# sample pool - (Dec/15/2010 )

Well, then two values, one of the treatment and one of the control. But this are still not means, but two single measurements.

You cannot measure a mean, but only calculate it from several measurements, counts etc.

I agree. You can not consider the value you obtain from your pooled samples a mean since you don't know the value of each individual sample that made up the pooled. You are going to have to do the experiment three times and make three independent pooled samples to obtain the needed values for statistics.

ok... i agree that is the only way we can get valid data.at least three values are required to calculate SD and significance.

rkay447 on Sat Dec 18 14:22:05 2010 said:

I agree. You can not consider the value you obtain from your pooled samples a mean since you don't know the value of each individual sample that made up the pooled. You are going to have to do the experiment three times and make three independent pooled samples to obtain the needed values for statistics.

An idea to make it a bit clearer perhaps. You can calculate mean and standard deviation, if you think your approach out:

You pool the samples in the treatment (and control), let's say 8 samples.

You measure, the result is: 89.0 mg protein in pooled sample

Mean = 89.0 mg/8 = 11.125 mg protein per sample.

Standard deviation = 0 (all samples have the same protein content, because of pooling)

It's possible to tell if the two samples are statistically different from each other if the the specs ( as VC at the same level) from the method are known.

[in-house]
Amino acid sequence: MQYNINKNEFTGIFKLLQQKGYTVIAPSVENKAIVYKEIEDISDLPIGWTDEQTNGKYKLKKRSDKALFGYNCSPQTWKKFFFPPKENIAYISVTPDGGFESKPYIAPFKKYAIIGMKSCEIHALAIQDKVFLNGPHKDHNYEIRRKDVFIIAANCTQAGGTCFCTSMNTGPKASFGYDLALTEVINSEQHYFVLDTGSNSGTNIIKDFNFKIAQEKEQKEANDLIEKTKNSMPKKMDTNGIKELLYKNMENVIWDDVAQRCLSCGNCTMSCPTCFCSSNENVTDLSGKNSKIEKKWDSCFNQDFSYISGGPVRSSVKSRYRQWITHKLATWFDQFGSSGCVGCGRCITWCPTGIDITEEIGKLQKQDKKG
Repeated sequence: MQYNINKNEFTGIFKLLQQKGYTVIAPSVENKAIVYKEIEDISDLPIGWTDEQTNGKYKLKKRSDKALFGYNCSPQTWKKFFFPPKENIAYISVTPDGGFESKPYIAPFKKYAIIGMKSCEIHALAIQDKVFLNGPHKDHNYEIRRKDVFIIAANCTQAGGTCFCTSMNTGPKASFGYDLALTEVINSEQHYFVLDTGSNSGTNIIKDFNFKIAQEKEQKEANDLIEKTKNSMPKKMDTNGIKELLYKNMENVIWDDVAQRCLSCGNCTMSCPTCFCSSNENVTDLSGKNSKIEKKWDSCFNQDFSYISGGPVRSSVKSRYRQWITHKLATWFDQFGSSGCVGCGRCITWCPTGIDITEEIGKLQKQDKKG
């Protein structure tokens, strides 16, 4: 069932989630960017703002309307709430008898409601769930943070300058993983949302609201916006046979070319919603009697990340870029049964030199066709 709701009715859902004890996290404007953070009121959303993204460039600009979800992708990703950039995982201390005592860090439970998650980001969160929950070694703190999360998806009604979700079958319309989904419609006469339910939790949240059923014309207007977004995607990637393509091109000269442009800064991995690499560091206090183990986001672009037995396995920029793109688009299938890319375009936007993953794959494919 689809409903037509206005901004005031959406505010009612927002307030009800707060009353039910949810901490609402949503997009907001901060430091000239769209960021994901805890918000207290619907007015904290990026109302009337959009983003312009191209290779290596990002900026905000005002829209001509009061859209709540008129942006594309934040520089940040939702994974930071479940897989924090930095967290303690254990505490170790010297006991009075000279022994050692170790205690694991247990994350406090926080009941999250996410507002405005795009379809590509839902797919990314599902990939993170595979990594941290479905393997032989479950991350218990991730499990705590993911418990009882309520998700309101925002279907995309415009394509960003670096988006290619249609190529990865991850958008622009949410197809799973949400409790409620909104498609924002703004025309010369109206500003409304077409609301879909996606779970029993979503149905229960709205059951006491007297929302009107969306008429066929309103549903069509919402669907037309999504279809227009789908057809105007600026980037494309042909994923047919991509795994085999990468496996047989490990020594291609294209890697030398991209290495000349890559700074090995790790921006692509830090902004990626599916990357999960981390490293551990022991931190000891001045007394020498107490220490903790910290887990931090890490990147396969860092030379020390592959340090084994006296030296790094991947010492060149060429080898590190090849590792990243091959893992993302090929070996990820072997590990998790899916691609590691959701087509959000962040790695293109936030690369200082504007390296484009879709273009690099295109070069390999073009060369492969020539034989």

We had a simular problem and after consulting our biostatistic department we could tell if the groups where different or not.

As I remember one of the big issues was the presence of very abnormal values in 1 one of the samples and the confidence of the test depended strongly of the number of samples in the pool.

sorry didnot understant..what is specs..VC?

Gerard on Mon Dec 20 10:25:37 2010 said:

It's possible to tell if the two samples are statistically different from each other if the the specs ( as VC at the same level) from the method are known.

We had a simular problem and after consulting our biostatistic department we could tell if the groups where different or not.

As I remember one of the big issues was the presence of very abnormal values in 1 one of the samples and the confidence of the test depended strongly of the number of samples in the pool.

I think that Gerard was talking about the error of the machine you used to measure the assay on. This is still not really valid for statistical analysis as it doesn't prove anything - other than that you measured two samples and they are different... you can make no claims about that biologically, as it could have been that one of your pooled samples was really different from all the others - which is giving a flase impression of the differences.